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          Manuscript Format

Please check the table below for details of format requirements for initial submissions and for final proofs. Format requirements for the two versions are essentially the same except for the first two requirements.

Initial Submission *Final Proof
  (for accepted manuscripts)
2 Line numbers are included Line numbers are not included
3 One Column
4 Single space
5 Page numbers are included
6 Figures should be in high-resolution
7 ONE inch Margin (left, right, up, bottom)
8 Tables and Figures are inserted in the body of the manuscript

*Final Proof
This is only for manuscripts that are accepted for publication by the editorial board after the peer review process.

Manuscript Templates:
The manuscript templates below are designed for easy use by authors to prepare their manuscripts. These templates indicate placement and presentation for types of content typically included in a manuscript.

Download Word 97-2003 Template

Download Word 2007-2010 Template

Download Latex Template (WinZip)

Download Latex Template (WinRar)


The manuscript may be organized as follows (in order): title page, abstract, introduction, main research, discussion, conclusion, acknowledgement, and references.
The title page should contain the manuscript title, author name(s), affiliation(s), and contact information. Corresponding author(s) should be marked.
The abstract should not exceed 250 words. Three to five keywords should be provided following the abstract.

Text: Cambria, size 11.  
Heading Level One: Cambria, size 16, in bold, and numbered in the style of “1. Introduction.”
Heading Level Two: Cambria, size 11, italicized, and numbered in the style of: “2.1 Materials.”

Reference Format Requirements:

(Improper reference format will delay your manuscript publishing date)
In the Main Text:
(a) Single author: the author's last name and the year of publication. For example: Smith (1999) developed….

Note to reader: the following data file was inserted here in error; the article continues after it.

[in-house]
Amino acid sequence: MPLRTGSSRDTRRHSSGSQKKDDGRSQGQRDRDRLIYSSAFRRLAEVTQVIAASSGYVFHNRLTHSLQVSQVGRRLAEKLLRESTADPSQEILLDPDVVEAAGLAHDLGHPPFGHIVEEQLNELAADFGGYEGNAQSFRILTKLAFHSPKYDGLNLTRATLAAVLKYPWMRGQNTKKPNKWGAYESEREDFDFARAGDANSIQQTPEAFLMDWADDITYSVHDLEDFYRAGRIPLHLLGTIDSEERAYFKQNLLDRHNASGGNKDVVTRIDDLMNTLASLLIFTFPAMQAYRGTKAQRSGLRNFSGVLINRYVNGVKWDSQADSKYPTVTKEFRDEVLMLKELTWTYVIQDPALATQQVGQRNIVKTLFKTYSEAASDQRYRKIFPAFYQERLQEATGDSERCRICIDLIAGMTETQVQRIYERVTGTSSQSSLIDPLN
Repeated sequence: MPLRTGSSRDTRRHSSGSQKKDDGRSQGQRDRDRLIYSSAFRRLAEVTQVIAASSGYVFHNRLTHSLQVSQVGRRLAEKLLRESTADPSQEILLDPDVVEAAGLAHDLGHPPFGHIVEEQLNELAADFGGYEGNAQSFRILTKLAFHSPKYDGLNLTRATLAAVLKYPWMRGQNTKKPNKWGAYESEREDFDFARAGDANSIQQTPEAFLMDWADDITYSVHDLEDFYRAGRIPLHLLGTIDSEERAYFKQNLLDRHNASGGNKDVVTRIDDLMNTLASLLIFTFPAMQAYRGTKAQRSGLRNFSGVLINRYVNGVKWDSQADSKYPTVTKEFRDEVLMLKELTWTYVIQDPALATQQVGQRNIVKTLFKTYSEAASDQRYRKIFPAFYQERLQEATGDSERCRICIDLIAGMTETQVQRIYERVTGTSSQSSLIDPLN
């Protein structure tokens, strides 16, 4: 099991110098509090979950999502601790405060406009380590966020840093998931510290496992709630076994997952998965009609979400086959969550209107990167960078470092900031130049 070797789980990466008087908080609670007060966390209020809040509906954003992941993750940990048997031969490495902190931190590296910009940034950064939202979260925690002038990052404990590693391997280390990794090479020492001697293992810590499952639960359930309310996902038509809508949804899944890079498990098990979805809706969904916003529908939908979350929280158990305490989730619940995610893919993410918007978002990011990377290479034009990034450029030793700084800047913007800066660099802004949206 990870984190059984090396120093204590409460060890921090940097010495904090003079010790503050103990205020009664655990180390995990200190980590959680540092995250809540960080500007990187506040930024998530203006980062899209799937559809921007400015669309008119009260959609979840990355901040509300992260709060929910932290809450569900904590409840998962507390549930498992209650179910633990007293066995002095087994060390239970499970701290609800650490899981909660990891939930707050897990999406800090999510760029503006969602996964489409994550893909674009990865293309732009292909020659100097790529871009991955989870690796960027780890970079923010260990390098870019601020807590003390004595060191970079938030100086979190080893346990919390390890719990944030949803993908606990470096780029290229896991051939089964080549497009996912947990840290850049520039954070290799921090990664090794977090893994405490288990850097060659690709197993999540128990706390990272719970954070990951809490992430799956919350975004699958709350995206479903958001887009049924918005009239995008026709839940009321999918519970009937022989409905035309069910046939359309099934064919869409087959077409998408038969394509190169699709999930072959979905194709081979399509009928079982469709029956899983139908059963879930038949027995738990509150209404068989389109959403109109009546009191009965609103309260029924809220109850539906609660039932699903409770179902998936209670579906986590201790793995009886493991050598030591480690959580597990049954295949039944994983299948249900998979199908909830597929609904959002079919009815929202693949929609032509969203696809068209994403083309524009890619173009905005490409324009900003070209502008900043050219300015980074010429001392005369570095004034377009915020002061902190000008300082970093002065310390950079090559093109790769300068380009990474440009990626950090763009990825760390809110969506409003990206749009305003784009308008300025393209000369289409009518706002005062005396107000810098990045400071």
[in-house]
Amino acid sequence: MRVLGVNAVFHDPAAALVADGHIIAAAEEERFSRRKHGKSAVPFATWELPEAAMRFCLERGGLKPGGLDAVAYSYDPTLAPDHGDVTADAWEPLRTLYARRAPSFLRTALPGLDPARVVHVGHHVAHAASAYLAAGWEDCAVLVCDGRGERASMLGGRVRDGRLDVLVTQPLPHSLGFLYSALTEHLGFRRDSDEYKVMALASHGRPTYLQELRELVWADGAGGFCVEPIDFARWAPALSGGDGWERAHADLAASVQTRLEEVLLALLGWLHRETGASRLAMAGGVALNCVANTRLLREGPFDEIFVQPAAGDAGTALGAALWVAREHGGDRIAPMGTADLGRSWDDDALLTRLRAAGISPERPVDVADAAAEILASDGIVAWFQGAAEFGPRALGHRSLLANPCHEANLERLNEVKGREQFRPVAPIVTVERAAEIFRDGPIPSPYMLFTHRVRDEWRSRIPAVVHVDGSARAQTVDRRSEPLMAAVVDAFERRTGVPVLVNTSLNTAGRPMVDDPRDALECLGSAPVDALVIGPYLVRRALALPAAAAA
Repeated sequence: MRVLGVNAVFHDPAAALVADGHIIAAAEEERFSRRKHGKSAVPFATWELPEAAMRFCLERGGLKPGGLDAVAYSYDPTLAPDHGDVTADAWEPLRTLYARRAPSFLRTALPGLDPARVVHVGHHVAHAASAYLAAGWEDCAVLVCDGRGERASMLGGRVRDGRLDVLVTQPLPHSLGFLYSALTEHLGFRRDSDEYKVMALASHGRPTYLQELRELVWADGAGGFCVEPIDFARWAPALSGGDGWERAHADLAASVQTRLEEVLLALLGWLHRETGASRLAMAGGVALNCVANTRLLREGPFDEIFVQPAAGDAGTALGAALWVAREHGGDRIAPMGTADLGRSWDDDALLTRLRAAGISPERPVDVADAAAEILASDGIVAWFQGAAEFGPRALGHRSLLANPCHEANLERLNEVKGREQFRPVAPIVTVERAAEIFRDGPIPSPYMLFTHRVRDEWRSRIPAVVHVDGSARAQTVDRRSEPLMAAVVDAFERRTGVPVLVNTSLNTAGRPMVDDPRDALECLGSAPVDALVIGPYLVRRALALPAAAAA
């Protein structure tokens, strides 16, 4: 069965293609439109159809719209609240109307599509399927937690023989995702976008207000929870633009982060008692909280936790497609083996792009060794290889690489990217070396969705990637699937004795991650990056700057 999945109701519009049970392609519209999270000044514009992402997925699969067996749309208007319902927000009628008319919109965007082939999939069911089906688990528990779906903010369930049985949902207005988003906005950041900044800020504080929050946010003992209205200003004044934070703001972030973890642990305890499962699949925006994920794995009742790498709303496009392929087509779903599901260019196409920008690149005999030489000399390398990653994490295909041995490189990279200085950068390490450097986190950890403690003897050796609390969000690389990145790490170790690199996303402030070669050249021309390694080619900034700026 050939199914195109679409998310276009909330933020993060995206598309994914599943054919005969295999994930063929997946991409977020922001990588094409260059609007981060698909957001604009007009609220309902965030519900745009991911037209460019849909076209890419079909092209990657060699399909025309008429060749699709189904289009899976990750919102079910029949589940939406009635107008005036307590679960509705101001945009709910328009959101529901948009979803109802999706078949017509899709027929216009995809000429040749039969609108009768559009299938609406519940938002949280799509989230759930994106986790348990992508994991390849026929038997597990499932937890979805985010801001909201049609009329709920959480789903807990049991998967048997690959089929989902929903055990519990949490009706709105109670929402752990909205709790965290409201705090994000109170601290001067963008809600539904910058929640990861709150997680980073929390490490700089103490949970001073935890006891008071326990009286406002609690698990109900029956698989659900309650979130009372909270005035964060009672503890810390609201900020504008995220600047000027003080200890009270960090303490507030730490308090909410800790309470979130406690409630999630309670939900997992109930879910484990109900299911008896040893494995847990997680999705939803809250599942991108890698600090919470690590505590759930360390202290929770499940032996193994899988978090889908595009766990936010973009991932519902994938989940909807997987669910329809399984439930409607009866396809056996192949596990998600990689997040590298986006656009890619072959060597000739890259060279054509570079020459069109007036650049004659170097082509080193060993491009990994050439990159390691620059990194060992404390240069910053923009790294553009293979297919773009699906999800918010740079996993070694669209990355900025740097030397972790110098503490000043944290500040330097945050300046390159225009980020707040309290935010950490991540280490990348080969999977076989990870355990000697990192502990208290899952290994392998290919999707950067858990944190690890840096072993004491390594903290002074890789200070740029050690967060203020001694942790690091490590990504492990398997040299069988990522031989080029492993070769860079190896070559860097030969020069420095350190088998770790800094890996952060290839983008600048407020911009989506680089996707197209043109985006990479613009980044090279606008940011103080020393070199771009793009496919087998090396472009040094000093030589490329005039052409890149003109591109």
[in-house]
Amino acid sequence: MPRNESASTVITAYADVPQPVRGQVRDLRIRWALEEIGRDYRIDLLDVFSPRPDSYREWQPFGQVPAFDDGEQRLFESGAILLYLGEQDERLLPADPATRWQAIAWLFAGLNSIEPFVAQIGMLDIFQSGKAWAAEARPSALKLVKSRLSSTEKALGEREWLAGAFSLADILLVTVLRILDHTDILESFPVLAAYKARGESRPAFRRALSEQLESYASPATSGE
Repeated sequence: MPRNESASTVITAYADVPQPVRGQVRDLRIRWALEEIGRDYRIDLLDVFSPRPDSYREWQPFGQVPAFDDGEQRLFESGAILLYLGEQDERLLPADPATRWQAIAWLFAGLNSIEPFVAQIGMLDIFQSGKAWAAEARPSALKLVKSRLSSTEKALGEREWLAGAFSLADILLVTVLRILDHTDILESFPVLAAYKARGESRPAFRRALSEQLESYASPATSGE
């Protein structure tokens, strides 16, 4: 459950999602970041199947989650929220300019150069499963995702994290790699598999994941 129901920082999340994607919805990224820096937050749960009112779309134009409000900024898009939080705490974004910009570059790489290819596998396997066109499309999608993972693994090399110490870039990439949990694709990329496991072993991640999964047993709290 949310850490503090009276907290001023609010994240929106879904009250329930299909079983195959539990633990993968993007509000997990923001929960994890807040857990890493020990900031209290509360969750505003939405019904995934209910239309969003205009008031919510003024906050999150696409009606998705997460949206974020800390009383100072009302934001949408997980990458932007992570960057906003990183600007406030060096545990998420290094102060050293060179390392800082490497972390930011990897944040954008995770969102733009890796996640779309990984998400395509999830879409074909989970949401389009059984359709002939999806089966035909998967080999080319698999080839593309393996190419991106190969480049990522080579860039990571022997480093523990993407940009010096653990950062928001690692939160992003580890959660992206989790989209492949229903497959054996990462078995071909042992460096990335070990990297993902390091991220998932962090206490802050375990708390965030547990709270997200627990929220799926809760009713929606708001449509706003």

(b) Two authors: both authors' last names and the year of publication. For example: Smith and Jones (1999) developed…
(c) More than two authors: only the first author's last name followed by “et al.” and the year of publication. For example: Smith et al. (1999) developed…
For a group of references in the main text, citations should be ordered chronologically. For example: The methods were used in many areas (Thomas, 1998; Smith et al., 1999; Jones and Smith, 2002).

In the Reference List:
Notice: From March 28, 2014, the format for the reference list has been changed to APA style for compatible with reference managing software.
Citations in the reference list should be ordered alphabetically first.
For references with the same authors in the same order, they should be listed chronologically.

If there are more than one reference from the same author(s) in the same year, “a”, “b”, "c", etc can be used after the year of publication for differentiation in both the main text and the reference list.
In the reference list, the last name and the initials of the first and middle names (if available) of all authors should be listed. Please refer to the following examples:

Journal publication:
Ball, D. F. (1964). Loss‐on‐ignition as an estimate of organic matter and organic carbon in non‐calcareous soils. Journal of Soil Science, 15(1), 84-92.

Constantinides, A., & Mostoufi, N. (1999). Numerical methods for chemical engineers with MATLAB applications. Upper Saddle River, NJ: Prentice Hall PTR.

Book chapter:
Jursinic, P. A. (1979). Photosynthesis and fast changes in light emission by green plants. In Photochemical and Photobiological Reviews (pp. 125-205). Springer US.

Conference paper:
Caicedo, J. M., Marulanda, J., Thomson, P., & Dyke, S. J. (2001). Monitoring of bridges to detect changes in structural health. In American Control Conference, 2001. Proceedings of the 2001 (Vol. 1, pp. 453-458). IEEE.

Tables and Figures:
Number tables according to the order of their appearance in the text.
Number figures according to the order of their appearance in the text.
Figures should be referred to in the style of “Fig. 1” or “Figs. 1 and 2” in the text.



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